Book review:

4: The Heretic’s Guide to Global Finance

Hacking the Future of Money

By Brett Scott, Pluto Press, 2013 Paperback, 262pp. incuding 12 pages of Index

Brett Scott has a very varied background, ranging from the extremes of libertarian/anarchist, environmentalist to finacial ‘insider’ and derivatives broker – and now, an activist in promoting ‘alternative finance inovation’.
Given this wide experience, he is clearly well-informed about the details of how the various aspects of the financial world work and interact, and his book debates, promotes and advises on ways of ‘hacking’ the system, as he terms it – using it in creative ways which challenge it – and other alternatives which reduce dependence on it, in anticipation of further breakdown.

He outlines the ideas of a range of critics and designers of alternative/complementary currencies, which offer some hope of mitigating the worst effects of the continuing breakdown of the current system. He writes that “[t]he problems of finance stem from blockages of power - entrenched financial regimes – which weaken the system to the detriment of others. These stagnant regimes – exemplified in the actions of mainstream investment banks and funds – are sources of vulnerabilities.”

However, I must question his grasp of the important fundamental difference in effect between a money supply created by private commercial banks and issued into circulation accompanied by an initially matching, but interest-bearing debt, while supporting and encouraging the growth of the ‘shadow banking’ sector, gambling with the bulk of this money at the expense of the productive economy and the ‘99%’ of the population; as compared with one created by the state on behalf of its citizens and spent into circulation, so remaining in circulation, without any debt attached, and so also without a growing burden of interest, and matched in volume with society’s need for a medium of exchange.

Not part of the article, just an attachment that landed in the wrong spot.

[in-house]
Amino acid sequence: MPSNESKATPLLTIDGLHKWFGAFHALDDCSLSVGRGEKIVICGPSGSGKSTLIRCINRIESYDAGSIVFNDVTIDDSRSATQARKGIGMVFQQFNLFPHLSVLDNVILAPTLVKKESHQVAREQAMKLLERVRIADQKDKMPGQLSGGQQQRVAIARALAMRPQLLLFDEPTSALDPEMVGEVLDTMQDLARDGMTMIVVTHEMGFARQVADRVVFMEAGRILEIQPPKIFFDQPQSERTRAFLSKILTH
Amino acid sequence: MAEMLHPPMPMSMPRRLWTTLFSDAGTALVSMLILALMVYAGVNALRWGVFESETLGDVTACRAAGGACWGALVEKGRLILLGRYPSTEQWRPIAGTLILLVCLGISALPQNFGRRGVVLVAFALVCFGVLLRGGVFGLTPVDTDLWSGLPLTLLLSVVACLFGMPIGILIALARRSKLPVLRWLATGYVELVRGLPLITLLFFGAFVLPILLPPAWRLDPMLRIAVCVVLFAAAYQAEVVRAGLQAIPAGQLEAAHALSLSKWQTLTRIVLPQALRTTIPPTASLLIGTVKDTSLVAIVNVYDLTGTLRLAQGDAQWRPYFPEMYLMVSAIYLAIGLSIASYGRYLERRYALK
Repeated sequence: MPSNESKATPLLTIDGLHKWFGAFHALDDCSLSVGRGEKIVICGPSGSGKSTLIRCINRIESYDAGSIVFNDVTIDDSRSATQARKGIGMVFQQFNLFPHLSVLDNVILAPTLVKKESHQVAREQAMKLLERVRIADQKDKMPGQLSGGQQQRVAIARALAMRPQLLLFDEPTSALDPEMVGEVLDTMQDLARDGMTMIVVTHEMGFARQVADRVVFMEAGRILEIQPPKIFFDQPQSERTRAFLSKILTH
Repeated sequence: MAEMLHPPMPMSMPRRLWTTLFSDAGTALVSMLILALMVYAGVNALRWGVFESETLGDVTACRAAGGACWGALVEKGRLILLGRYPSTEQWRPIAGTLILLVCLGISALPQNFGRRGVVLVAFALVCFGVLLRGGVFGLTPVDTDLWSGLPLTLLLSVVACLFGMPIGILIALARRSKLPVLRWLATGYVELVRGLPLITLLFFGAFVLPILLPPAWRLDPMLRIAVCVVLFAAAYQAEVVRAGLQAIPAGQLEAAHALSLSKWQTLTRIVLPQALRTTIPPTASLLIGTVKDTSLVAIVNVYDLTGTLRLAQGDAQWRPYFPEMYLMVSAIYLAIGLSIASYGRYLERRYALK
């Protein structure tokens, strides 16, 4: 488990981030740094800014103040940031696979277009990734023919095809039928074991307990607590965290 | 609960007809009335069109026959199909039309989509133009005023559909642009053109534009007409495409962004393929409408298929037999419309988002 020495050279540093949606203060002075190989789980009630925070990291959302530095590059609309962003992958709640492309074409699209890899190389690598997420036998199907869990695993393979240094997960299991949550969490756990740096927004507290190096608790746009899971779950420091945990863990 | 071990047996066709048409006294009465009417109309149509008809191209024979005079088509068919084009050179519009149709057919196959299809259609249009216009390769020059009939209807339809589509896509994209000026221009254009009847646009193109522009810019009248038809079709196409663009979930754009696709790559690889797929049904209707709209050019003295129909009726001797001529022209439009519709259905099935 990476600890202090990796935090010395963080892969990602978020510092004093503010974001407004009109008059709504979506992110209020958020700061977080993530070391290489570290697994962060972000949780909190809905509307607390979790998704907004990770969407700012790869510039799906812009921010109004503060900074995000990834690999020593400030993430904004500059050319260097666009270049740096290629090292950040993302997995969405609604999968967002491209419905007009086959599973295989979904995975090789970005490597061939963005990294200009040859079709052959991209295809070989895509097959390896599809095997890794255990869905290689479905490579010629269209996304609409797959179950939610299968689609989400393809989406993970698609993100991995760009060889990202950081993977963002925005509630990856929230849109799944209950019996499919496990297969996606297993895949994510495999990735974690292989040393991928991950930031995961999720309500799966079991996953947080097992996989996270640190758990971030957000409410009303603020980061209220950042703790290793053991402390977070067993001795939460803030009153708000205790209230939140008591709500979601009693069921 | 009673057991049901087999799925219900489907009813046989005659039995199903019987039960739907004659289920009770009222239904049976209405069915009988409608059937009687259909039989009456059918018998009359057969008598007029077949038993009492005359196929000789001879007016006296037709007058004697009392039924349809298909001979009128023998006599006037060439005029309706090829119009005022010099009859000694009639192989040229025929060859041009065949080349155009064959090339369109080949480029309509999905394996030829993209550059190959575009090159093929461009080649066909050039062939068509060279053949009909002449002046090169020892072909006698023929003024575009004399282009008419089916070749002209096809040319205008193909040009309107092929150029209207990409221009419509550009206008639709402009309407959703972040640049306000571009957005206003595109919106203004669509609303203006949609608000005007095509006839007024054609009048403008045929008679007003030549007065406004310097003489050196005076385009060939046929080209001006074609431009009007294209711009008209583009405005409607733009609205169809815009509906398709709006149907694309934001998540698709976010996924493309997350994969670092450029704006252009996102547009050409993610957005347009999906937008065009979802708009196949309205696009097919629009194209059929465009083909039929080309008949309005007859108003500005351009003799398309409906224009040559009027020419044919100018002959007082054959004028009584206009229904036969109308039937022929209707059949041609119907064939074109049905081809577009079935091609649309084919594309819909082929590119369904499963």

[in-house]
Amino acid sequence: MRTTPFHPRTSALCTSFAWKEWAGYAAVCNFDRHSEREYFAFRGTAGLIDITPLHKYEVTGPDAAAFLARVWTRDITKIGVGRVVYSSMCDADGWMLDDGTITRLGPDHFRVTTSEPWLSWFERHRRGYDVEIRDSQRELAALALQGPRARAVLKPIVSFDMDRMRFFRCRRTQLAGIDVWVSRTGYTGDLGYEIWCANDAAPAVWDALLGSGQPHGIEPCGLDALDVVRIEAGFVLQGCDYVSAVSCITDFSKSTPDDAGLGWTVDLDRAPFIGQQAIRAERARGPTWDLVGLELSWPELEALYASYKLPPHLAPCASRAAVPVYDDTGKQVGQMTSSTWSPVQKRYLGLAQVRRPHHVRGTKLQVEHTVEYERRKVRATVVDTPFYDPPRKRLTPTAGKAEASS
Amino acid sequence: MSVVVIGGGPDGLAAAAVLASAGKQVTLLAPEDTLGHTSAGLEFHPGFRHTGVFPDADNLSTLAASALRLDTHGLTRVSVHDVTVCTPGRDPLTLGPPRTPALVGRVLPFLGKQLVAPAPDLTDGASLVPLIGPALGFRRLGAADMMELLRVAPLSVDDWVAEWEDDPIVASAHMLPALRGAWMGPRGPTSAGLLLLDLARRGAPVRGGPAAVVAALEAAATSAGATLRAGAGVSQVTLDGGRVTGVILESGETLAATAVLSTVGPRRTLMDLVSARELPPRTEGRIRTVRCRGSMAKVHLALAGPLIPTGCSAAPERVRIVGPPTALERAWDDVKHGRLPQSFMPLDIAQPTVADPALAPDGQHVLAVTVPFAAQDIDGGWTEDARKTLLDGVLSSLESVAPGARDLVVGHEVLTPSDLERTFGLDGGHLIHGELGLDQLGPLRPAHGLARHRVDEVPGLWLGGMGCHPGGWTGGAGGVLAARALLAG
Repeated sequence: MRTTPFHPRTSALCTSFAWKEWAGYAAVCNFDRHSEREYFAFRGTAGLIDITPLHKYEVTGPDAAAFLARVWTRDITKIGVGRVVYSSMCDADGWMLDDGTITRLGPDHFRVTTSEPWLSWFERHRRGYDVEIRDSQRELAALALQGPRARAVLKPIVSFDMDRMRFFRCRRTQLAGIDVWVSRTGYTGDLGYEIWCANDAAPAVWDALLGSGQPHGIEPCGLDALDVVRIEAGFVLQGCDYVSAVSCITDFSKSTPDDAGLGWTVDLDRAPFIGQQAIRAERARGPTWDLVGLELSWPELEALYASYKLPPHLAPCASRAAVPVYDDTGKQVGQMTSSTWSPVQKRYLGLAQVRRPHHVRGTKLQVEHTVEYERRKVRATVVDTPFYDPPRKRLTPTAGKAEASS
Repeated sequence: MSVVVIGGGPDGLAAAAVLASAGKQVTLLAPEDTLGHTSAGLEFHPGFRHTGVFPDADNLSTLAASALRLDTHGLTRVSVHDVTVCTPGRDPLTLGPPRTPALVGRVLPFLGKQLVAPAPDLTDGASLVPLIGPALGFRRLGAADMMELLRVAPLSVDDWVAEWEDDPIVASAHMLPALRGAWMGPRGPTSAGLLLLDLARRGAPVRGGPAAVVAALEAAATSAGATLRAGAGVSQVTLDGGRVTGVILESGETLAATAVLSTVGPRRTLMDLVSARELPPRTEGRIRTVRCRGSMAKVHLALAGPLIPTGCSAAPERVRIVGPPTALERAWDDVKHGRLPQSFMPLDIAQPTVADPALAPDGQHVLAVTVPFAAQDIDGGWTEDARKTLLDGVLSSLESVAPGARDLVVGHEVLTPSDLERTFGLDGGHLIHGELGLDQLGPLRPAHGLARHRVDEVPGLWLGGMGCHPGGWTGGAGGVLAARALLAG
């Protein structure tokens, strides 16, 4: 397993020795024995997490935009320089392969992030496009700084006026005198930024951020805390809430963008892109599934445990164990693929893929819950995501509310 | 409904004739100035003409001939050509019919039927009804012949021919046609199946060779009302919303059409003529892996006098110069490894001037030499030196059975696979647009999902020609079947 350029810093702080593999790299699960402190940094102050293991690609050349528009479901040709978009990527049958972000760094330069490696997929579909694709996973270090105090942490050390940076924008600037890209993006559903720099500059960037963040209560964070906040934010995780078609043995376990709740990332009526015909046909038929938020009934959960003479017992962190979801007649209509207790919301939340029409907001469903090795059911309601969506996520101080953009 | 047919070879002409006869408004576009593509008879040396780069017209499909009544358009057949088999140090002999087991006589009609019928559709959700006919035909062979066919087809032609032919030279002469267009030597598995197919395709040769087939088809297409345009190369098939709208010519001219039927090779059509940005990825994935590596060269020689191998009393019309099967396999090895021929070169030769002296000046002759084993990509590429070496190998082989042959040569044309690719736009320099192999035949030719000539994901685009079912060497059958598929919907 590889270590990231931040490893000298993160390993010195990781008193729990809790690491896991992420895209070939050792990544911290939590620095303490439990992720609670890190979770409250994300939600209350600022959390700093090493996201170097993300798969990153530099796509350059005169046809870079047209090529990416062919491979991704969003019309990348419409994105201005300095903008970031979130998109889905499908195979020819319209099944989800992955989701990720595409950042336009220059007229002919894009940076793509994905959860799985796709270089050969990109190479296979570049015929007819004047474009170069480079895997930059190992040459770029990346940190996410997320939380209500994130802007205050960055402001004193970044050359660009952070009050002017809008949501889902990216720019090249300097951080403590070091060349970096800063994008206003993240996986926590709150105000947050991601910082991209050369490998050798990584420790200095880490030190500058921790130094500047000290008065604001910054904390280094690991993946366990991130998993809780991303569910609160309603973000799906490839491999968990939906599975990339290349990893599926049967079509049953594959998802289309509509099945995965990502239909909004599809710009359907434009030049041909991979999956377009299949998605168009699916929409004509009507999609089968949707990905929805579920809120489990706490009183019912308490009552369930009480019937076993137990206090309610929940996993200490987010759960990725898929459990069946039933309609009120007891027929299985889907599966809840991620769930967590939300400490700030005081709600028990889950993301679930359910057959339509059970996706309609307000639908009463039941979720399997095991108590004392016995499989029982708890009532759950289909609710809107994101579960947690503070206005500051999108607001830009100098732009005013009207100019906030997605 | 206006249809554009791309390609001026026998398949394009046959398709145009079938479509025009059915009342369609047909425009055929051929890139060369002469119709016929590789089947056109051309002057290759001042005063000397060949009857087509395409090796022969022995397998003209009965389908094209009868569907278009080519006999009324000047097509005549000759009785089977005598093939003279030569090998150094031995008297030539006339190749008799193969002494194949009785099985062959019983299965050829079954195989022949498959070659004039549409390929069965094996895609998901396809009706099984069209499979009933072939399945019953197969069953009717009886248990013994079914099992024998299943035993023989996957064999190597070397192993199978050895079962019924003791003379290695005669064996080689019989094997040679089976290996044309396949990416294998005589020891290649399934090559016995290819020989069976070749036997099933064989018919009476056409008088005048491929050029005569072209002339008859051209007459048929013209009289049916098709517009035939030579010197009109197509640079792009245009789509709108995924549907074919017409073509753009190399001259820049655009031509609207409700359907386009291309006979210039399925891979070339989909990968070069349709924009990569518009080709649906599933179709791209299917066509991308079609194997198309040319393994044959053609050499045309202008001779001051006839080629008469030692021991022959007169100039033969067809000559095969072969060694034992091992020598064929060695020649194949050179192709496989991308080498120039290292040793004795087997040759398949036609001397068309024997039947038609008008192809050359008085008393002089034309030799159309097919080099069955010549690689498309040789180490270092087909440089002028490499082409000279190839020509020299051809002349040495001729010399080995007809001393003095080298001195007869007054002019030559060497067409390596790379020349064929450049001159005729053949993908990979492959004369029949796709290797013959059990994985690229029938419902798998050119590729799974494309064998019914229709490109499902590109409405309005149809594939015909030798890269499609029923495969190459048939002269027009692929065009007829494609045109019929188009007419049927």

He is aware of the ‘fractional reserve’ system the banks use to create money, but not, apparently, that ‘loans create deposits’, rather than the common view that ‘deposits create loans’, and that, since the bank deregulation of the 1980s, banks’ ‘fractional reserves’ are now near-zero. This has caused a massive inflation of the money supply and, due to their lending preferences, a house-price buble which finally burst in 2007/8.

He knows of the proposal of many ‘monetary reformists’ to end the banks’ power of ‘fractional reserve’ money-creation, citing Positive Money, but has failed to understand the fundamental importance of their critique, and the destructive effect of the usury built into the system. In discussing this proposal, he fails to realise that once a government has done the initial spending to put the money into circulation, it would have no control over its circulation, and once it had fully paid off all the outstanding debts resulting from the current system, there would be little need for further borrowing, and adequate savings to fund this, without any role for government in this. He asks “Can a national community collectively decide, via a government, where money is steered, and do so more productively than a banking oligopoly?” The role of government, after such a reform, should be, not direction of the small amount of lending still needed, but influencing the economy by shifting taxes from public ‘goods’ – e.g. income earned in productive work – onto public ‘bads’ – e.g. private claims on the ‘commons’ of nature, such as land ownership and mineral extraction. Also needed is distribution of Citizens’ Incomes, to end the ‘need’ for ‘full employment’ and allow a restructuring of the economy to meet real needs, instead of the current destructively wasteful policy of ‘planned obsolescence’.

Brian Leslie